Democrats unveiled their first piece of legislation Friday, a collection of voting rights provisions, ethics reforms and a requirement that presidential candidates release 10 years of tax returns , an action aimed at President Donald Trump, who has defied decades of precedent by refusing to release his tax returns to the public.
The bill, which will become the first priority of many of the House's most high-profile committees, is expected to move swiftly through the House of Representatives, but won't pass in the Republican-controlled Senate or be signed by the President.
Known as HR 1 or what Democrats are calling the For the People Act, the bill would make sweeping changes to the country's federal voting system and promote automatic voter registration, internet registration and early voting, as well as prohibit states from restricting a voter's ability to cast mail-in ballots. The legislation would also seek to bolster election security by imposing changes like requiring voting systems to be tested at least nine months before any federal election.
The legislation makes broad campaign finance reforms like barring contributions from businesses that have significant foreign influence and "requires super PACs, 501(c)(4) groups and other organizations spending money in elections to disclose donors who contribute more than $10,000." It also imposes ethics rules on Congress and the executive branch.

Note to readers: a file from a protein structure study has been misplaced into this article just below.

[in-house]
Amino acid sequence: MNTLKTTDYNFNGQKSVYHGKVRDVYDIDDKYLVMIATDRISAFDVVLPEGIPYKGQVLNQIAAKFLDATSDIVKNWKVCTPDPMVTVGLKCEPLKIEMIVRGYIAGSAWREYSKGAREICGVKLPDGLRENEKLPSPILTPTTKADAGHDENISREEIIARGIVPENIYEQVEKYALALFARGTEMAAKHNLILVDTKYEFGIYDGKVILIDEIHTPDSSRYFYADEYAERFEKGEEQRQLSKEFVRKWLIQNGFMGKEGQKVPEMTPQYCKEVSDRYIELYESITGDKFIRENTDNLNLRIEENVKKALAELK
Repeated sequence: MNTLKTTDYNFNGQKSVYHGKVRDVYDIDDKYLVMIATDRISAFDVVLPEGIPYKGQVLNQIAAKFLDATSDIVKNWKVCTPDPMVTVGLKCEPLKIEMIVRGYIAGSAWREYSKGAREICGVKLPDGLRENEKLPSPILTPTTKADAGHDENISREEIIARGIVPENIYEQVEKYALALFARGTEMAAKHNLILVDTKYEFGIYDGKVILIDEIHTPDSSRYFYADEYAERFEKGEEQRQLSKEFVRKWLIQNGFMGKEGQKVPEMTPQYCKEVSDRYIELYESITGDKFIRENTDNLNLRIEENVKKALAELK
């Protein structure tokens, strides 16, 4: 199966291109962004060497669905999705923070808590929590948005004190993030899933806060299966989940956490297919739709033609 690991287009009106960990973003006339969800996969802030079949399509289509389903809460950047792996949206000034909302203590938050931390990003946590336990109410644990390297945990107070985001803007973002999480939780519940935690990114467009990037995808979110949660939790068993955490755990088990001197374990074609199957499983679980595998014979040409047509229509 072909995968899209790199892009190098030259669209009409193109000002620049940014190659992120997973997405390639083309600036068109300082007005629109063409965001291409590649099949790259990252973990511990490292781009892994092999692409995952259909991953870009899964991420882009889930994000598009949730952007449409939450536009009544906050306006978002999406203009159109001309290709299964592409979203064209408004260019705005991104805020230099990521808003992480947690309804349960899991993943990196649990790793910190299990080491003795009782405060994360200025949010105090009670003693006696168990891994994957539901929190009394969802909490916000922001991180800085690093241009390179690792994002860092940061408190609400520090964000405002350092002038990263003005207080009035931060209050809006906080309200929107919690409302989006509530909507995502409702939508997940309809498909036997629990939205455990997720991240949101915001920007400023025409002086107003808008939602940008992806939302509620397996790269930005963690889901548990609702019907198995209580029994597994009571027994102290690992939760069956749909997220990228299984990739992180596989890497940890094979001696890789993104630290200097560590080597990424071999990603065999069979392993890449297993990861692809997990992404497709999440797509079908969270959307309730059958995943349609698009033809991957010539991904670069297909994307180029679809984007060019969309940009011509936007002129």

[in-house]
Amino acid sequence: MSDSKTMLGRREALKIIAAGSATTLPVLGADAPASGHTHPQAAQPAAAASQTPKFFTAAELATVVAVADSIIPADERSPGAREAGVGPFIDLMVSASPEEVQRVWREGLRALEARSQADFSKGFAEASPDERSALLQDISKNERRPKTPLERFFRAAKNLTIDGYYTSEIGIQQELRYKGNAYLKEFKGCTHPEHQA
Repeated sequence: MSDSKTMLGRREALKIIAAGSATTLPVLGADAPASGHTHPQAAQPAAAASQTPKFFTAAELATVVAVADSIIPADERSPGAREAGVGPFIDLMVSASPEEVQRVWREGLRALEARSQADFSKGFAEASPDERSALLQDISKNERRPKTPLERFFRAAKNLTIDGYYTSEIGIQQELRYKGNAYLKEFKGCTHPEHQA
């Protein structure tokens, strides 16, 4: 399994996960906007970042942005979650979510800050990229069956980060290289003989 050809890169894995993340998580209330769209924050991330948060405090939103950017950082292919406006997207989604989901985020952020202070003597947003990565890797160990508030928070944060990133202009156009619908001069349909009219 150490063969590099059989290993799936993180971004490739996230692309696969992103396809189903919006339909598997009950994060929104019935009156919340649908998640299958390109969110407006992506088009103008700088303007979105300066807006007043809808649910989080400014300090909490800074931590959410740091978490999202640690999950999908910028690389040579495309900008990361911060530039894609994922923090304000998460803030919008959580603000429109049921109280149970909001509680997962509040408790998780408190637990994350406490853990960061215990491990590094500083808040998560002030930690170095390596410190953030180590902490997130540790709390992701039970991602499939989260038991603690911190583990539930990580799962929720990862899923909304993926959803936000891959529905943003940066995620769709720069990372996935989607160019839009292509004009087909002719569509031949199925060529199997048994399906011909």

Democratic Rep. John Sarbanes of Maryland told reporters that the bill was intended to "set the table" on what Democratic priorities in the new Congress look like even if Majority Leader Mitch McConnell won't take them up in the Senate.
"You could stamp on this thing 'McConnell rejected,' and it would immediately give it more credibility because everything that he has done over the last few years to undermine democracy are the things that we are trying to respond to here," Sarbanes said.
Democrats formally introduced the bill Thursday, but didn't unveil the contents of it until Friday. The legislation will now undergo a series of hearings in Democratic-controlled committees, including Oversight and Ways and Means. Exact timings for those hearings are still up in the air given the government shutdown that has paralyzed Washington.